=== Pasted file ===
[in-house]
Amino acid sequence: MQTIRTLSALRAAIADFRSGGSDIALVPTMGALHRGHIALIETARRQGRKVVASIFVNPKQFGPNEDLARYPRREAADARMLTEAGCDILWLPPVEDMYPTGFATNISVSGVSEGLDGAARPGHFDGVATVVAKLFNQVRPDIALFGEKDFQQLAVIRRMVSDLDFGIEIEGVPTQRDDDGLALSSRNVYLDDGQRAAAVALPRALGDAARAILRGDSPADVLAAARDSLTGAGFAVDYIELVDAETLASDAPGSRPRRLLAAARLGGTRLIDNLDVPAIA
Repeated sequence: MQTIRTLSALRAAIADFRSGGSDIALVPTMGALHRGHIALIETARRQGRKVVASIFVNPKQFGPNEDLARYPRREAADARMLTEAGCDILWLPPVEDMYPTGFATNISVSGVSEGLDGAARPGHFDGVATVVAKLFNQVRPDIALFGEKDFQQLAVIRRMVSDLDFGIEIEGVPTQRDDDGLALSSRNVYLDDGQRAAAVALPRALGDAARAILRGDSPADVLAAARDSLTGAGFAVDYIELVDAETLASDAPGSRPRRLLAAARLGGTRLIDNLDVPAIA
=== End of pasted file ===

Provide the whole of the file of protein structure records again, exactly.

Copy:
[in-house]
Amino acid sequence: MQTIRTLSALRAAIADFRSGGSDIALVPTMGALHRGHIALIETARRQGRKVVASIFVNPKQFGPNEDLARYPRREAADARMLTEAGCDILWLPPVEDMYPTGFATNISVSGVSEGLDGAARPGHFDGVATVVAKLFNQVRPDIALFGEKDFQQLAVIRRMVSDLDFGIEIEGVPTQRDDDGLALSSRNVYLDDGQRAAAVALPRALGDAARAILRGDSPADVLAAARDSLTGAGFAVDYIELVDAETLASDAPGSRPRRLLAAARLGGTRLIDNLDVPAIA
Repeated sequence: MQTIRTLSALRAAIADFRSGGSDIALVPTMGALHRGHIALIETARRQGRKVVASIFVNPKQFGPNEDLARYPRREAADARMLTEAGCDILWLPPVEDMYPTGFATNISVSGVSEGLDGAARPGHFDGVATVVAKLFNQVRPDIALFGEKDFQQLAVIRRMVSDLDFGIEIEGVPTQRDDDGLALSSRNVYLDDGQRAAAVALPRALGDAARAILRGDSPADVLAAARDSLTGAGFAVDYIELVDAETLASDAPGSRPRRLLAAARLGGTRLIDNLDVPAIA